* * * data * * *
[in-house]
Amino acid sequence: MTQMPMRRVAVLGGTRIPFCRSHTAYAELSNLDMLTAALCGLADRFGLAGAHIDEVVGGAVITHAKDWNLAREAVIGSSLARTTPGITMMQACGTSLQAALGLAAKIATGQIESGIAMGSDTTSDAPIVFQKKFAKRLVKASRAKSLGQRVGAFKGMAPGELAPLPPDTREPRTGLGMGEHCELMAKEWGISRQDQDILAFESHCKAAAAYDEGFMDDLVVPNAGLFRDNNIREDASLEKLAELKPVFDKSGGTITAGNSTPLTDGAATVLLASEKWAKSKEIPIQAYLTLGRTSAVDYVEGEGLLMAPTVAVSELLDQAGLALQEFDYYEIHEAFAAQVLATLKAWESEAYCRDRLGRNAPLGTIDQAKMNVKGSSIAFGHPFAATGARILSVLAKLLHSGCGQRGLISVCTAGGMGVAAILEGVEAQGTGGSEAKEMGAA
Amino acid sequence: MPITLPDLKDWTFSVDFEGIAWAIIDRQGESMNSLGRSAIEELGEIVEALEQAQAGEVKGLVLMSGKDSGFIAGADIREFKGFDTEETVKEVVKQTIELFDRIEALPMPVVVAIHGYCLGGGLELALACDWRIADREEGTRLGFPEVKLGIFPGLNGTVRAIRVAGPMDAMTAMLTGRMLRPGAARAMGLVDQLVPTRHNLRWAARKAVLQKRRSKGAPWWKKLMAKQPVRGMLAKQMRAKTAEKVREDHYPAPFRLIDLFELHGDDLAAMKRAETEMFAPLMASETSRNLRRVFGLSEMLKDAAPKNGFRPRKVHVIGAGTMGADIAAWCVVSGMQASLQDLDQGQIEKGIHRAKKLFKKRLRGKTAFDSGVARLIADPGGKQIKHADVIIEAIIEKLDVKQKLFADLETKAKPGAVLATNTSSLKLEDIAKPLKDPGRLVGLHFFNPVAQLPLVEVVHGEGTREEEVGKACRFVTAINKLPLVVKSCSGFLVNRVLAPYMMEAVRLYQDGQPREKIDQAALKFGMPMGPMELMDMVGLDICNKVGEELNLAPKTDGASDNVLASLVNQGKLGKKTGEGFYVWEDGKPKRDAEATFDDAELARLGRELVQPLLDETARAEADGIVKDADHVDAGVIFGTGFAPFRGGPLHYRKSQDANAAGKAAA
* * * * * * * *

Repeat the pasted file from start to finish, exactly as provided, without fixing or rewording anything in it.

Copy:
[in-house]
Amino acid sequence: MTQMPMRRVAVLGGTRIPFCRSHTAYAELSNLDMLTAALCGLADRFGLAGAHIDEVVGGAVITHAKDWNLAREAVIGSSLARTTPGITMMQACGTSLQAALGLAAKIATGQIESGIAMGSDTTSDAPIVFQKKFAKRLVKASRAKSLGQRVGAFKGMAPGELAPLPPDTREPRTGLGMGEHCELMAKEWGISRQDQDILAFESHCKAAAAYDEGFMDDLVVPNAGLFRDNNIREDASLEKLAELKPVFDKSGGTITAGNSTPLTDGAATVLLASEKWAKSKEIPIQAYLTLGRTSAVDYVEGEGLLMAPTVAVSELLDQAGLALQEFDYYEIHEAFAAQVLATLKAWESEAYCRDRLGRNAPLGTIDQAKMNVKGSSIAFGHPFAATGARILSVLAKLLHSGCGQRGLISVCTAGGMGVAAILEGVEAQGTGGSEAKEMGAA
Amino acid sequence: MPITLPDLKDWTFSVDFEGIAWAIIDRQGESMNSLGRSAIEELGEIVEALEQAQAGEVKGLVLMSGKDSGFIAGADIREFKGFDTEETVKEVVKQTIELFDRIEALPMPVVVAIHGYCLGGGLELALACDWRIADREEGTRLGFPEVKLGIFPGLNGTVRAIRVAGPMDAMTAMLTGRMLRPGAARAMGLVDQLVPTRHNLRWAARKAVLQKRRSKGAPWWKKLMAKQPVRGMLAKQMRAKTAEKVREDHYPAPFRLIDLFELHGDDLAAMKRAETEMFAPLMASETSRNLRRVFGLSEMLKDAAPKNGFRPRKVHVIGAGTMGADIAAWCVVSGMQASLQDLDQGQIEKGIHRAKKLFKKRLRGKTAFDSGVARLIADPGGKQIKHADVIIEAIIEKLDVKQKLFADLETKAKPGAVLATNTSSLKLEDIAKPLKDPGRLVGLHFFNPVAQLPLVEVVHGEGTREEEVGKACRFVTAINKLPLVVKSCSGFLVNRVLAPYMMEAVRLYQDGQPREKIDQAALKFGMPMGPMELMDMVGLDICNKVGEELNLAPKTDGASDNVLASLVNQGKLGKKTGEGFYVWEDGKPKRDAEATFDDAELARLGRELVQPLLDETARAEADGIVKDADHVDAGVIFGTGFAPFRGGPLHYRKSQDANAAGKAAA